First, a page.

Hearing involves sound waves moving into and through the outer ear and impacting the eardrum. The sound waves vibrate the eardrum, which in turn produces movement of the three small bones of the middle ear. The middle ear is a cavity containing air that should have the same atmospheric pressure as that outside the body. The pressure is regulated by the Eustachian tubes, which go from the middle ear to the upper part of the throat. The sound waves then produce vibrations on the oval window that then transmits the vibrations to the fluid in the inner ear, which in turn stimulates the hair cells of the cochlea, transforming the vibrations into nerve impulses that enter the acoustic nerve and then the brain. It is the brain that actually interprets the information and “hears” the sounds or words.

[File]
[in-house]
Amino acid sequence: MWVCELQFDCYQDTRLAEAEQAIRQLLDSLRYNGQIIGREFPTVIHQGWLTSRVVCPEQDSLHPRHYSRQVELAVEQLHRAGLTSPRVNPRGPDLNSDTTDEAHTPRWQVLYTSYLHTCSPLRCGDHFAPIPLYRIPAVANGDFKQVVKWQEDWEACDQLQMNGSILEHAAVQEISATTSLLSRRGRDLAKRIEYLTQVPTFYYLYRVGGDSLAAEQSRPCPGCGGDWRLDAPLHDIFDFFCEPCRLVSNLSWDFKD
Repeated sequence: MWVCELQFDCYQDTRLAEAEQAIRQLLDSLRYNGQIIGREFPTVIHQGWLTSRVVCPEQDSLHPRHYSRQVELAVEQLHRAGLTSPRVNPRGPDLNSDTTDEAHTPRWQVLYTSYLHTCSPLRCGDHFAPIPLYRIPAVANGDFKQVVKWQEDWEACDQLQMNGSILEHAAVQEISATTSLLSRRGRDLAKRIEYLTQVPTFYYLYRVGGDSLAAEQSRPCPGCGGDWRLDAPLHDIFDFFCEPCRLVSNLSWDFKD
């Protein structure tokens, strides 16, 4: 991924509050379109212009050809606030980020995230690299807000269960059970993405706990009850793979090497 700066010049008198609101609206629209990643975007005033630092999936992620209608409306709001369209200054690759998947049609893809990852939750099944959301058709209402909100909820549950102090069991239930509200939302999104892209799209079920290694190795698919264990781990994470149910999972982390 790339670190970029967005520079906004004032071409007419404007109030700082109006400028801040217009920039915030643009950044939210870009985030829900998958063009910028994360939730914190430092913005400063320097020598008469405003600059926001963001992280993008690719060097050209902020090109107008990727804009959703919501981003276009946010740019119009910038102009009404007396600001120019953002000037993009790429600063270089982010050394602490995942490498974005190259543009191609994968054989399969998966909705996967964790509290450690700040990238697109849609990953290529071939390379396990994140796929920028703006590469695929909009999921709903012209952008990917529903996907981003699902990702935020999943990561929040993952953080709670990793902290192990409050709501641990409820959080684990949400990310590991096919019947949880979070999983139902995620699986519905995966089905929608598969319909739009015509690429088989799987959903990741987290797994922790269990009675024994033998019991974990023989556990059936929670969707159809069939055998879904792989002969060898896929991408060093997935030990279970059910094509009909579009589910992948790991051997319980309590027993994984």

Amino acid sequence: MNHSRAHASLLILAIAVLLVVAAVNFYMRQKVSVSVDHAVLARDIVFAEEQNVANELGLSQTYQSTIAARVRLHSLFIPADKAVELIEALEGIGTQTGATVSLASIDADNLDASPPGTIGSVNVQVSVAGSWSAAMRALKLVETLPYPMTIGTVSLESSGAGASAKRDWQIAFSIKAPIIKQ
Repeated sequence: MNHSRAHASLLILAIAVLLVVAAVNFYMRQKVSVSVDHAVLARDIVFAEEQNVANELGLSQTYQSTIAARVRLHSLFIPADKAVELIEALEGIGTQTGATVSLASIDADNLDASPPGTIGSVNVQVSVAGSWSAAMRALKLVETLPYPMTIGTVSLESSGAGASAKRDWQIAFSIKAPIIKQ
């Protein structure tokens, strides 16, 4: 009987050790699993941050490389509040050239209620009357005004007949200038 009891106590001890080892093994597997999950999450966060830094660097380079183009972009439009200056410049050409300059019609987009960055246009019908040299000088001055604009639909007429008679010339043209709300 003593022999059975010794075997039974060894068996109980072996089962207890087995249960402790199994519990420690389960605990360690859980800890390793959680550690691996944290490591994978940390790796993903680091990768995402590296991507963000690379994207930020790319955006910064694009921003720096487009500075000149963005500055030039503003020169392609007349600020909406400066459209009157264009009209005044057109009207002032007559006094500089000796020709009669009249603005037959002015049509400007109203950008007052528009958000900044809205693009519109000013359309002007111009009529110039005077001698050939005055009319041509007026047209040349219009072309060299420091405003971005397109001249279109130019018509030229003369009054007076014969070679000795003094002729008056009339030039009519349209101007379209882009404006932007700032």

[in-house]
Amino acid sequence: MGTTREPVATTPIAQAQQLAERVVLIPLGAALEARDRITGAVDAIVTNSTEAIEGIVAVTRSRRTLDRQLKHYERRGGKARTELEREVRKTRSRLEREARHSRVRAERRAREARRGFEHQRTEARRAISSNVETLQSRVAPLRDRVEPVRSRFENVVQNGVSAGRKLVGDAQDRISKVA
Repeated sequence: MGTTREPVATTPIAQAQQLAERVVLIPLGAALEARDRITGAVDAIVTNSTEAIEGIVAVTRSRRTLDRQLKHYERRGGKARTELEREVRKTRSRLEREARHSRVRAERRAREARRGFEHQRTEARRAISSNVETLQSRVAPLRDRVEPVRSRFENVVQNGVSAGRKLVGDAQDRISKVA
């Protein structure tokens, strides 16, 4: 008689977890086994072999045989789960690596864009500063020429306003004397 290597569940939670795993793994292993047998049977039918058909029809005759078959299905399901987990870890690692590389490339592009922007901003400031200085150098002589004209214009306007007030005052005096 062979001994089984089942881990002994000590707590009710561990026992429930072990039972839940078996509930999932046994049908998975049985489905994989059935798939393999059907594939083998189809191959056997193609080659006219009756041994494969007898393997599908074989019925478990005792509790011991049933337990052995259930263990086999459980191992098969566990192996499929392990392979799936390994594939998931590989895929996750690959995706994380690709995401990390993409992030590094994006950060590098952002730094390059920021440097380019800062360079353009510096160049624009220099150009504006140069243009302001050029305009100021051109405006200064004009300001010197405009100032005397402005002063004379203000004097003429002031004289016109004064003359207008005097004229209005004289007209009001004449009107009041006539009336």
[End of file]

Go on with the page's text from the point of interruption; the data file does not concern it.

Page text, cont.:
One of the immediate issues with middle ear fluid is resulting hearing loss. Numerous studies have equated hearing loss in DS to middle ear fluid. 2,3 Conductive hearing loss, which is common in DS, is usually caused by middle ear fluid, but can also be caused by excessive wax.

Receptive Language Development

Receptive language refers to the ability to understand language. Every child begins learning to understand language by hearing specific words in association with specific objects or events with sufficient frequency, intensity, and duration. The consistency of this input is imperative for the child to literally learn to hear and understand. A completely deaf child receives none of this auditory input; a child with a hearing loss receives poor input; and a child with inconsistent input resulting from variations in middle ear fluid receives often less than the necessary quality of input needed for receptive language development. Receptive language is the first step in the development of expressive language, speech, and cognition.

Expressive Language Development